The second race, The KISS Underdog Series of 23 Aug, 3 laps around Champs Elysées, was a bit funny in that it turned out so soft and mellow. I had opted for a 2.3 W/kg to pull the 90 day top 3 down a bit to get some leeway in October, so I was nowhere near VO2Max at start. I went really slow and just stepped on it briefly from time to time to bridge early gaps forming. I also decided to race as a C for a change, so I was only really cheating in my imagination. 

Some D riders slipped away one by one during the first third of the race, looking fairly legit. But I had an average to protect, a low one at that, and had already accepted a placing way down the imaginary D field. 

Soon enough a nice group of maybe 8 or so riders formed, mostly D but with some other C rider too taking it slow. The group was going well below cat D limits and I was sure we were quite far down the field by then.

The group kept together and I kept my Watts low and even, staying in the draft. During the first part of the third lap the group became a little antsy. No surprise there. And also no surprise than things also calmed down a few km before the finish, as the group was preparing for the final dash. 

Since my average Watts had dropped so low there was a little room to play, so I had decided well before the overpass on the final lap that I’d hammer the climb and then just keep stepping on it until the finish. This was my first time riding the course but I had noted the distance to the finish from the overpass already on the second lap.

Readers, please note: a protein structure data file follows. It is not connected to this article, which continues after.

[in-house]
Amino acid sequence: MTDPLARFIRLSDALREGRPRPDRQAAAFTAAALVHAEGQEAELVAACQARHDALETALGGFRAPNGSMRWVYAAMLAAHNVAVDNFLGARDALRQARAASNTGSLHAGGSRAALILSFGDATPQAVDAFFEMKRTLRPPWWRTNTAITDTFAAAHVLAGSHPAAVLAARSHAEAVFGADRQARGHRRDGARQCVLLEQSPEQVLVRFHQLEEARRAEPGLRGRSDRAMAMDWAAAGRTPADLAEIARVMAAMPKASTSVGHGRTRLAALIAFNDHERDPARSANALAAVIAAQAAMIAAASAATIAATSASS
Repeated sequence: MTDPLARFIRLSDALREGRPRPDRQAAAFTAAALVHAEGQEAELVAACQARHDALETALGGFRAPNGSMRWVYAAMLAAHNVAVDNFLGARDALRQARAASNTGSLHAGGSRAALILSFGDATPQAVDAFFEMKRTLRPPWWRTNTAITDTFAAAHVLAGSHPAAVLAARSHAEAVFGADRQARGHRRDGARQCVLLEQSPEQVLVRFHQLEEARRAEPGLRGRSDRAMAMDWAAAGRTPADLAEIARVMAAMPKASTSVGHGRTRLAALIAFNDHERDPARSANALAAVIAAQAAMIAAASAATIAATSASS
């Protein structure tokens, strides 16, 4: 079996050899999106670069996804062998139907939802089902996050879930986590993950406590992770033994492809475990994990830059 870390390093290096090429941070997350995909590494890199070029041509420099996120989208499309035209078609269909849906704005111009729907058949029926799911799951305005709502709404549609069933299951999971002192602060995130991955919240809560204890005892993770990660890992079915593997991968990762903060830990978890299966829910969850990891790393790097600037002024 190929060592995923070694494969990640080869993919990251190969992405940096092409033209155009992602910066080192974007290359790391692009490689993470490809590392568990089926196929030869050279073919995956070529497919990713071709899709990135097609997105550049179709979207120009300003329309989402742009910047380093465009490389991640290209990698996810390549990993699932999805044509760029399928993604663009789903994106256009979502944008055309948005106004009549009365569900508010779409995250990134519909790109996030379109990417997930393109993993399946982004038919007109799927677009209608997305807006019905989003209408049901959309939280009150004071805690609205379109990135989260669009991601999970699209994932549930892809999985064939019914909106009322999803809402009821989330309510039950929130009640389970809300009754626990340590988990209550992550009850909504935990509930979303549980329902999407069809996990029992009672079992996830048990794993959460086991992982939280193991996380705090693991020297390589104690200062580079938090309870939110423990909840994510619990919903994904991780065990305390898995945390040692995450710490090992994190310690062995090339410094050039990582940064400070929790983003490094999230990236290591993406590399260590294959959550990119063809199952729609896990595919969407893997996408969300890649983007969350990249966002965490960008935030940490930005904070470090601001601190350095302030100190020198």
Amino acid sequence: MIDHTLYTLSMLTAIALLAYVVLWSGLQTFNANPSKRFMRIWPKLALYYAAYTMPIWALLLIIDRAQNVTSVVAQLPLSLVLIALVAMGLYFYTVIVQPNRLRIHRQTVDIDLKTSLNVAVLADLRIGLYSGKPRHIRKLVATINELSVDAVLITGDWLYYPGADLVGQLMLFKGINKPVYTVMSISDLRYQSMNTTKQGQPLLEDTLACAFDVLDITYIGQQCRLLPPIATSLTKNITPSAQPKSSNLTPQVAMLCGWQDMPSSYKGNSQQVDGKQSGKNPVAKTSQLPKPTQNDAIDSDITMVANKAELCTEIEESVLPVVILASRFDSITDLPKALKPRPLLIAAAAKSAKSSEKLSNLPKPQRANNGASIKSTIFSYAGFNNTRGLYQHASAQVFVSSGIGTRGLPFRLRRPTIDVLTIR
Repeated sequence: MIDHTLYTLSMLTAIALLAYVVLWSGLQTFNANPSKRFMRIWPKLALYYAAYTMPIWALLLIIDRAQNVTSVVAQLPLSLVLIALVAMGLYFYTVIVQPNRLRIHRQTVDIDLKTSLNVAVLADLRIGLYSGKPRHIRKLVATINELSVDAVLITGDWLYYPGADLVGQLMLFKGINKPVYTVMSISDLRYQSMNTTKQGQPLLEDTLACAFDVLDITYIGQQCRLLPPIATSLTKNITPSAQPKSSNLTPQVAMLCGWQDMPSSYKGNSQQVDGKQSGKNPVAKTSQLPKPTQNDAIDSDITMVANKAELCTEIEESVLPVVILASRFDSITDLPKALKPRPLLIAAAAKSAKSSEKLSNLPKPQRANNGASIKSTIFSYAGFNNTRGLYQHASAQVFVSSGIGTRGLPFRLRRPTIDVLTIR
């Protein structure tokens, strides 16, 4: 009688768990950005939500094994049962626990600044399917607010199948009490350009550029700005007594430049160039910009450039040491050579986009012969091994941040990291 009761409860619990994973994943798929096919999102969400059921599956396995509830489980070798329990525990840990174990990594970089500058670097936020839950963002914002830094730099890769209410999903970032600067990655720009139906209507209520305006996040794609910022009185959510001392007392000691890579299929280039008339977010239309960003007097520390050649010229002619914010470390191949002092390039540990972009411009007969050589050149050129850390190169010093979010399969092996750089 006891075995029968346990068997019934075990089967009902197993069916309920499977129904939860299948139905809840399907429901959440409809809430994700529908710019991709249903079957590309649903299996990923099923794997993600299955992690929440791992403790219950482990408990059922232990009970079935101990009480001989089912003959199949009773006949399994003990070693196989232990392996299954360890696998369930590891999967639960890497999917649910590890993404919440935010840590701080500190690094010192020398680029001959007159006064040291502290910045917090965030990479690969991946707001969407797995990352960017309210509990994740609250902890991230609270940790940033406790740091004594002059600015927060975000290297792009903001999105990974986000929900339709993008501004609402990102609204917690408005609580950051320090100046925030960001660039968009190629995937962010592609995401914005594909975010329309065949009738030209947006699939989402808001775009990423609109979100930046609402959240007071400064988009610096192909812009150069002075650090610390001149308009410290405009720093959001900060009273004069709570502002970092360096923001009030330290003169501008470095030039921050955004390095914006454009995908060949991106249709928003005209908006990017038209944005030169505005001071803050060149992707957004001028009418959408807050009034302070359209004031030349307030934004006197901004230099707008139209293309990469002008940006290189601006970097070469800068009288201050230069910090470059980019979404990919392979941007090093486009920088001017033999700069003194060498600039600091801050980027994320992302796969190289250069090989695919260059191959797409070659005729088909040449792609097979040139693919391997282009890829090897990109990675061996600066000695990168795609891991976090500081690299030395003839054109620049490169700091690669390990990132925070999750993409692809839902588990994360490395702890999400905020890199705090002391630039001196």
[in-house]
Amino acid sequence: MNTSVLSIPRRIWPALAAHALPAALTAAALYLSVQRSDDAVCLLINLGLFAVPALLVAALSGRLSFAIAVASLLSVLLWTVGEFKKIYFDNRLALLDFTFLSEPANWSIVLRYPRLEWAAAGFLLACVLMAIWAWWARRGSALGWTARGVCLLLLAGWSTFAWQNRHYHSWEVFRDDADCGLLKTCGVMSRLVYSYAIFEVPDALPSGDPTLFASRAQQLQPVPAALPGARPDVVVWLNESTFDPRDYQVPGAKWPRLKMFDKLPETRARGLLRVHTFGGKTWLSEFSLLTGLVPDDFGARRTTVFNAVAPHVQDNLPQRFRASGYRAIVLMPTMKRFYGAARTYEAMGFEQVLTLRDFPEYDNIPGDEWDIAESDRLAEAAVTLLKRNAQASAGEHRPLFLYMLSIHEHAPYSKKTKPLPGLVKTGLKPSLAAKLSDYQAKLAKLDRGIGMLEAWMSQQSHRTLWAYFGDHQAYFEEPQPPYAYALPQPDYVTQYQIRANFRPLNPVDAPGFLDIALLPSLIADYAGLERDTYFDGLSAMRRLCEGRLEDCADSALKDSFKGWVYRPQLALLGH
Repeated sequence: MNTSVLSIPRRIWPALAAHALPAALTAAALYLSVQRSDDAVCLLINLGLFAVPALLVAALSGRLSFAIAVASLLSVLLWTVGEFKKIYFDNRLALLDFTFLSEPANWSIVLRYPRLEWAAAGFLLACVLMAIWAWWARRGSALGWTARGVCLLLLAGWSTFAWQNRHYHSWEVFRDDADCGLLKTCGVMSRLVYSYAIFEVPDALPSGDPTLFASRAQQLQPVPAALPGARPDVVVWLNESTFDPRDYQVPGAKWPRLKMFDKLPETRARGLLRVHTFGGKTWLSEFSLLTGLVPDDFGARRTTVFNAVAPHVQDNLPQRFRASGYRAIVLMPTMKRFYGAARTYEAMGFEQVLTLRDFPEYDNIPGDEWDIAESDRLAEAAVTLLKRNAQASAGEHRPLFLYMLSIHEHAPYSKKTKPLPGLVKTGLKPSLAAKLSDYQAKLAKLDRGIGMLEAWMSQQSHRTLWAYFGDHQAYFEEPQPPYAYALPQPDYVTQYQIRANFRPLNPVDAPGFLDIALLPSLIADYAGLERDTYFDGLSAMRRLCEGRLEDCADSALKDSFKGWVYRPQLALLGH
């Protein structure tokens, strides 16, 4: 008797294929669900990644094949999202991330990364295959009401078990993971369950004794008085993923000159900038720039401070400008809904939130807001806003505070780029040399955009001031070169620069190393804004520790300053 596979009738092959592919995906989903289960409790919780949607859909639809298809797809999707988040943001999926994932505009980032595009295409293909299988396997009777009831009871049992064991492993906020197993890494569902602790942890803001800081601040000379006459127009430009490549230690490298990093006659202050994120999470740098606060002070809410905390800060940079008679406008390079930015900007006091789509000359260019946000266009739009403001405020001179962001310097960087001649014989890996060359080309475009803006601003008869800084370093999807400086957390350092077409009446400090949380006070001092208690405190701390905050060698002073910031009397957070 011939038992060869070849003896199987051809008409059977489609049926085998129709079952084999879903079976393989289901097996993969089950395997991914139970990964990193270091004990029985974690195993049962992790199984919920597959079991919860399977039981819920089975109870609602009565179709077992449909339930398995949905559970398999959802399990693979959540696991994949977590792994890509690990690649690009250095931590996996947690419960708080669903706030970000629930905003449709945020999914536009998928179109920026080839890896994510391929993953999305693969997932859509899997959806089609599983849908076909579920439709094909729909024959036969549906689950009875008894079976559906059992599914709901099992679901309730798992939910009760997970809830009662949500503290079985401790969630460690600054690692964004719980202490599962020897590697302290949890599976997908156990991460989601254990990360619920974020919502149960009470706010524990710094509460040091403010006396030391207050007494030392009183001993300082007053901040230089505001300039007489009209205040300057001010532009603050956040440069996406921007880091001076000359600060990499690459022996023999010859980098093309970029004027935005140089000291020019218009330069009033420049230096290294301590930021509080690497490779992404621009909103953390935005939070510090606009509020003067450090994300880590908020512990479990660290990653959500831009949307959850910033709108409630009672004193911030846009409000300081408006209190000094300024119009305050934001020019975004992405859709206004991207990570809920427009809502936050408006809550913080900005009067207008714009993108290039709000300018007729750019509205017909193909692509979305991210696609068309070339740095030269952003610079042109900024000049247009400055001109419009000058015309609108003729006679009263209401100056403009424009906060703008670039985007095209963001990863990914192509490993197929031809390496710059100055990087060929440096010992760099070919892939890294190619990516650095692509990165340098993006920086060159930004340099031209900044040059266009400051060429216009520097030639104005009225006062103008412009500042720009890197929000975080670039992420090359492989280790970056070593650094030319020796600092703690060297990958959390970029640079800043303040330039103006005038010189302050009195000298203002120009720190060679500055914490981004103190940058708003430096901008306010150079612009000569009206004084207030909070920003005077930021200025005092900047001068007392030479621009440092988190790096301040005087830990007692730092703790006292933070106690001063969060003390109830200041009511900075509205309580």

Appearing as a blue dot in a clutter of yellow dots on the minimap, there was no incentive to chase me down of course, but I’m pretty sure I would have pulled it off even as a yellow dot. I dropped the group hard and kept at it almost all the way to the finish. Doing so I passed several D stragglers ahead of the group I broke off from. On the final stretch I took a quick breather behind one of them before beating him in a sprint that he initiated. This was, surprisingly enough, the ZP legit silver guy. So come October and this could have been a “legit” silver. All while the Watopia PD looked the other way. But the Law of W/kg is just! Right?

The winner in cat D? Well… have a look at the HR graph yourself. I won’t comment on it. But I can’t refrain from commenting on the winner of cat C in the same race. Even though I have stated before that you will find that cruising is very common once you start looking, you will nevertheless have a hard time finding a more ridiculous display of cruising than that. Absolutely priceless! And the Watopia PD just looked the other way.

The Perceived Effort of Race 2 and a Comparison

So how was the perceived effort in this second race? Well, I’d call it light excercise by my Zwift frame of reference. Remember my How to Spot a Cruiser post? Remember the example HR distribution graph, taken from a notorious cruiser? This is what my own graph looked like. A Zone 3 effort. This level of effort is piss easy. It is racing most foul.

I refuse to be beaten by a “legit” Zone 3 guy while pushing a high Zone 4 in a race in the lower categories. And so should you.